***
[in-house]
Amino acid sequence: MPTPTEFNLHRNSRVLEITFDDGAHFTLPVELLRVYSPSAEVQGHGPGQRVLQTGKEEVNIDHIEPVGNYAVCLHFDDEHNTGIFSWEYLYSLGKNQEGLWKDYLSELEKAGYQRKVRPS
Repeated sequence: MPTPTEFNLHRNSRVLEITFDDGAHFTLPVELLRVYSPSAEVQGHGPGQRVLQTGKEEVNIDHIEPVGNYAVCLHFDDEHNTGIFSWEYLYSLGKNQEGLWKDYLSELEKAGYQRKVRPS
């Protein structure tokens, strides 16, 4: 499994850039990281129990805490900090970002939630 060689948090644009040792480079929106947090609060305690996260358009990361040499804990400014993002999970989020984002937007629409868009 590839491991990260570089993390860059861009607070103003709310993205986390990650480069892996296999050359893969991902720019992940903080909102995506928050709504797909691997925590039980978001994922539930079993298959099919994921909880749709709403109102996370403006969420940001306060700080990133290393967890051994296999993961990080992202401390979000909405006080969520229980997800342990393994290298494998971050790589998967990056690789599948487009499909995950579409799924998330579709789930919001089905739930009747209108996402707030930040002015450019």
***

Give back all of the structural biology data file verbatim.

[in-house]
Amino acid sequence: MPTPTEFNLHRNSRVLEITFDDGAHFTLPVELLRVYSPSAEVQGHGPGQRVLQTGKEEVNIDHIEPVGNYAVCLHFDDEHNTGIFSWEYLYSLGKNQEGLWKDYLSELEKAGYQRKVRPS
Repeated sequence: MPTPTEFNLHRNSRVLEITFDDGAHFTLPVELLRVYSPSAEVQGHGPGQRVLQTGKEEVNIDHIEPVGNYAVCLHFDDEHNTGIFSWEYLYSLGKNQEGLWKDYLSELEKAGYQRKVRPS
């Protein structure tokens, strides 16, 4: 499994850039990281129990805490900090970002939630 060689948090644009040792480079929106947090609060305690996260358009990361040499804990400014993002999970989020984002937007629409868009 590839491991990260570089993390860059861009607070103003709310993205986390990650480069892996296999050359893969991902720019992940903080909102995506928050709504797909691997925590039980978001994922539930079993298959099919994921909880749709709403109102996370403006969420940001306060700080990133290393967890051994296999993961990080992202401390979000909405006080969520229980997800342990393994290298494998971050790589998967990056690789599948487009499909995950579409799924998330579709789930919001089905739930009747209108996402707030930040002015450019």